Jamal Saeed’s memoir My Road from Damascus begins not in Damascus, but in a small village in northern Syria named Kfarieh (often spelled as Kafriyah) several hours away from the capital.
Saeed spends the first 17 years of his life surrounded by his parents and grandparents, nestled in the lush landscape of the region, and especially along the river that runs through Kfarieh. It is here that Saeed learns to walk, to run (after a bird, for example, into a forest until he becomes lost), and to explore, not just his village, but also the geopolitical events and political theories that shaped his country. Saeed’s youthful exploration eventually leads him to join movements protesting Hafez al-Assad’s dictatorship. In turn, this involvement brings on the scrutiny of intelligence agents intent on eradicating the regime’s dissenters, compelling Saeed to move to Damascus in 1977. Despite his relocation, he is unable to outrun the agents and is eventually imprisoned, first from 1980 until 1991, and then again briefly during the winter of 1992.
In My Road to Damascus, Saeed recounts (with the occasional accompaniment of photographs and sketches) the harrowing, horrifying, heartbreaking time he spent as a political prisoner in the al Qala’a and the notorious Tadmur prisons. He writes of how the regime and its treatment of him and his loved ones continues to haunt him after his release – even after finding asylum in Canada in 2016. Saeed revisits his hometown often over the course of the book – just as he did in his mind during imprisonment – to reinforce its beauty in contrast to the prison’s brutality and the unfathomable impact this violence had on him.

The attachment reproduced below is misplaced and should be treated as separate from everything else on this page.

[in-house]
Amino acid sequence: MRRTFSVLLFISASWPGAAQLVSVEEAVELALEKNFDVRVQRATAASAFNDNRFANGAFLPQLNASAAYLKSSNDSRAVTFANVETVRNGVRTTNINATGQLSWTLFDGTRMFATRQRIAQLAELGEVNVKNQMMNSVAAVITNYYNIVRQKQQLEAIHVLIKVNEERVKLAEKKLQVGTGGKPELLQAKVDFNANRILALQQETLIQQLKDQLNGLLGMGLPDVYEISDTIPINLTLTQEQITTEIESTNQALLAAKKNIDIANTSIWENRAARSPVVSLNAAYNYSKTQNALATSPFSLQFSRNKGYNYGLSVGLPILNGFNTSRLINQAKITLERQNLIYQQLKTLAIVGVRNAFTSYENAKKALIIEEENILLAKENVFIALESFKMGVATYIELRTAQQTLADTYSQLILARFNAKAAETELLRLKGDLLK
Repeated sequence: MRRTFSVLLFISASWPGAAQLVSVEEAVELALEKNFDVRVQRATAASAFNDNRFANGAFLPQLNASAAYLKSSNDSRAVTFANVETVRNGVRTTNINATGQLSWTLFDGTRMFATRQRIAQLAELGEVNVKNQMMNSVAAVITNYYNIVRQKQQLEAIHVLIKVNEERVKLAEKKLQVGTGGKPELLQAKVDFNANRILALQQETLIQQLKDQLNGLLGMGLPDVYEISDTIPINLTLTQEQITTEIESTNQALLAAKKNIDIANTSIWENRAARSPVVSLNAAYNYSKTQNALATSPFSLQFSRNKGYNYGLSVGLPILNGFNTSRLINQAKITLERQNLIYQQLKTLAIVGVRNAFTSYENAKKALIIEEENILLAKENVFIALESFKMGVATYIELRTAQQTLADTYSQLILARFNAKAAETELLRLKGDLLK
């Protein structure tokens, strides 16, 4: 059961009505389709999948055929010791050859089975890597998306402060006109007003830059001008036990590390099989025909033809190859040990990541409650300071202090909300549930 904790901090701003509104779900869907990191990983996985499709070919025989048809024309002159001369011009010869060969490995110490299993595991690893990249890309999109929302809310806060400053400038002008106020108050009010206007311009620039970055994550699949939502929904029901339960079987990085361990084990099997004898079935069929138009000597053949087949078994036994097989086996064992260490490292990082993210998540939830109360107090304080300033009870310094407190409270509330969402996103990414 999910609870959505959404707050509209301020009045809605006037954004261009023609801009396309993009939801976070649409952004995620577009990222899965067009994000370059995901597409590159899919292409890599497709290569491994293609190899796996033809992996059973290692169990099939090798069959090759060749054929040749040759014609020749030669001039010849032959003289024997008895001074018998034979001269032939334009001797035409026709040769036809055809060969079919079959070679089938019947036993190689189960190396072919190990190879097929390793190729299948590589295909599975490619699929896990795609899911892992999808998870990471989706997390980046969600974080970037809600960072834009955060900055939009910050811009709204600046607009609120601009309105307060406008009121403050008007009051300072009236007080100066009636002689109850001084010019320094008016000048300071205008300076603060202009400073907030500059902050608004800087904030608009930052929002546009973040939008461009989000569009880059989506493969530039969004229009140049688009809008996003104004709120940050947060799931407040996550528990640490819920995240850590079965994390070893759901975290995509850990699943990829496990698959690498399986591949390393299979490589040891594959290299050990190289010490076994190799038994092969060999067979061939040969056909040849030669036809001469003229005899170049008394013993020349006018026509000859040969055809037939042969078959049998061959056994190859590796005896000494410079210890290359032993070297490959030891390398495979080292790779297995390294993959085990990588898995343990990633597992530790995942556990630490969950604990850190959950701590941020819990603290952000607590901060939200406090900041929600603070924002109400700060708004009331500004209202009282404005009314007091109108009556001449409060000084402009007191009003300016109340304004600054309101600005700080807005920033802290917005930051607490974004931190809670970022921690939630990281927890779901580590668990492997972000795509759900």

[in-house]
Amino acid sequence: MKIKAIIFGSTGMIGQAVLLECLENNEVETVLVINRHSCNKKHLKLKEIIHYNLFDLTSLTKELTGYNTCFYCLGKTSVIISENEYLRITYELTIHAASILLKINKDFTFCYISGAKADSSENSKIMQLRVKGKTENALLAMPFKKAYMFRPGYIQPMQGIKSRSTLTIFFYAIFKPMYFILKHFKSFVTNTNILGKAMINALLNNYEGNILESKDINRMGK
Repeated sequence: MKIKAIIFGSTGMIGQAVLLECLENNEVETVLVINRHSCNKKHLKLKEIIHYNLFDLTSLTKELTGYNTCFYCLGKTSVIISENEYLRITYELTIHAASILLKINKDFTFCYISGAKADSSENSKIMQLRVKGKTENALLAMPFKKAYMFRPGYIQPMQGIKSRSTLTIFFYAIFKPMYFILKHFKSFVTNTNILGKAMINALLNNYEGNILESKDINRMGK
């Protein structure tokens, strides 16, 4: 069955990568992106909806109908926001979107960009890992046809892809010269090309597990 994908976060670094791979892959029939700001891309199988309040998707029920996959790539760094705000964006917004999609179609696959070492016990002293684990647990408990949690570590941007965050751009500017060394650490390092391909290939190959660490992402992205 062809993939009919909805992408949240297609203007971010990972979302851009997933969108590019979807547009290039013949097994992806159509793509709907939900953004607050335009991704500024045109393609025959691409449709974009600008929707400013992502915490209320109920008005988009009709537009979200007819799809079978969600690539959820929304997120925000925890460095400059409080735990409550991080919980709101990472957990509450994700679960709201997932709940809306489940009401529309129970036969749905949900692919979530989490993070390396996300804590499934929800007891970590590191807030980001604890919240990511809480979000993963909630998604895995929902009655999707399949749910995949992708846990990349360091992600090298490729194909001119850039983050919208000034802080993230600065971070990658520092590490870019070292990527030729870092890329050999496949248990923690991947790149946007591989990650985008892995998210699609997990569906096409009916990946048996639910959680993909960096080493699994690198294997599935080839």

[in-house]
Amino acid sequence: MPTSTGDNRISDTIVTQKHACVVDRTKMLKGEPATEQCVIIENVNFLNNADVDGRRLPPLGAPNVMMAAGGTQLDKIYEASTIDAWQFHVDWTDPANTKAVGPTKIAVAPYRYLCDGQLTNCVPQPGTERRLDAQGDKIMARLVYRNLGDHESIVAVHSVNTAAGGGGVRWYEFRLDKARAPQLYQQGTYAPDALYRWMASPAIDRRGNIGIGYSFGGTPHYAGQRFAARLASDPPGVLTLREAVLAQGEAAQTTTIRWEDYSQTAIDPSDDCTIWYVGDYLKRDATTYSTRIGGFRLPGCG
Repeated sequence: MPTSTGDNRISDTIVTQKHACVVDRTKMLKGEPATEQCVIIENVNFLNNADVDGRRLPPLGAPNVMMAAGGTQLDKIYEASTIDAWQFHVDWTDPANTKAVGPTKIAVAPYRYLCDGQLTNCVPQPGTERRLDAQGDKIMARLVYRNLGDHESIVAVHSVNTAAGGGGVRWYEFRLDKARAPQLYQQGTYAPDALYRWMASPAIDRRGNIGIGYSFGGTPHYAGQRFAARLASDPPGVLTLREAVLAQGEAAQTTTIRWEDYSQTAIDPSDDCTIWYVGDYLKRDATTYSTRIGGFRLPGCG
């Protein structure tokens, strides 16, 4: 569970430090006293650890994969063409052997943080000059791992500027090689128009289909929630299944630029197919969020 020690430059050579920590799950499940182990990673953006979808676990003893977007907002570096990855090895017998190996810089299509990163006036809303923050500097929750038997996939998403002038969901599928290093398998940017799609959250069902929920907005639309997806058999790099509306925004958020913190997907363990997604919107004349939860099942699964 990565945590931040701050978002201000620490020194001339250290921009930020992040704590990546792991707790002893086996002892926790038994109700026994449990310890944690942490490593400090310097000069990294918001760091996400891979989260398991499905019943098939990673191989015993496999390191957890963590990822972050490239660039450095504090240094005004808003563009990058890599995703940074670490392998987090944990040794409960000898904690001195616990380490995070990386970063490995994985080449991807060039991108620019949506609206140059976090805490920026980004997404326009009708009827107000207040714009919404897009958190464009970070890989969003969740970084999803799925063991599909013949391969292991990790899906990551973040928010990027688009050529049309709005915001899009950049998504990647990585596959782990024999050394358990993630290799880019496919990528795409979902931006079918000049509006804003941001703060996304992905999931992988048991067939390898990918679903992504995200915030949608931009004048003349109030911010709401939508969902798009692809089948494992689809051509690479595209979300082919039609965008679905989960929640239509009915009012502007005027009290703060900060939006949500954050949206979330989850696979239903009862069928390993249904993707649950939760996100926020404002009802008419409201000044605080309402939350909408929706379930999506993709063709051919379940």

Oscillating between various points and places in Saeed’s life, My Road to Damascus is a non-linear narrative of loss in all its various shapes, sizes, and levels of severity. There is the loss of Saeed’s humanity and dignity as he is denigrated by prison officers while they inflict physical violence upon him during his arrest and incarceration; the loss of people who died or moved on with their lives in his absence; and the loss of many individuals who were arrested and never heard from again – both before his arrest and after his release. There is also the loss of peace and well-being: the trauma of prison and the aforementioned losses continue to resurface in Saeed’s life.
But the book is also a story about love. Saeed tells of the love that binds him to his parents, his grandparents, and his village. There is the love that he finds with his co-worker, and eventual wife, Rufaida. There is the love for the family Saeed builds with Rufaida that gives him the strength to leave everything he has known in order to keep them safe. And there is the love shown by veritable strangers who readily embrace him and his family in their new home.
Written in poetic prose in which the reader can trace the cadence of Saeed’s native Arabic – and which illustrates why Syrian philosopher Antun Maqdisi once likened Saeed to Maupassant – My Road from Damascus explains that love and loss are intertwined and shows how the former can help us withstand the latter.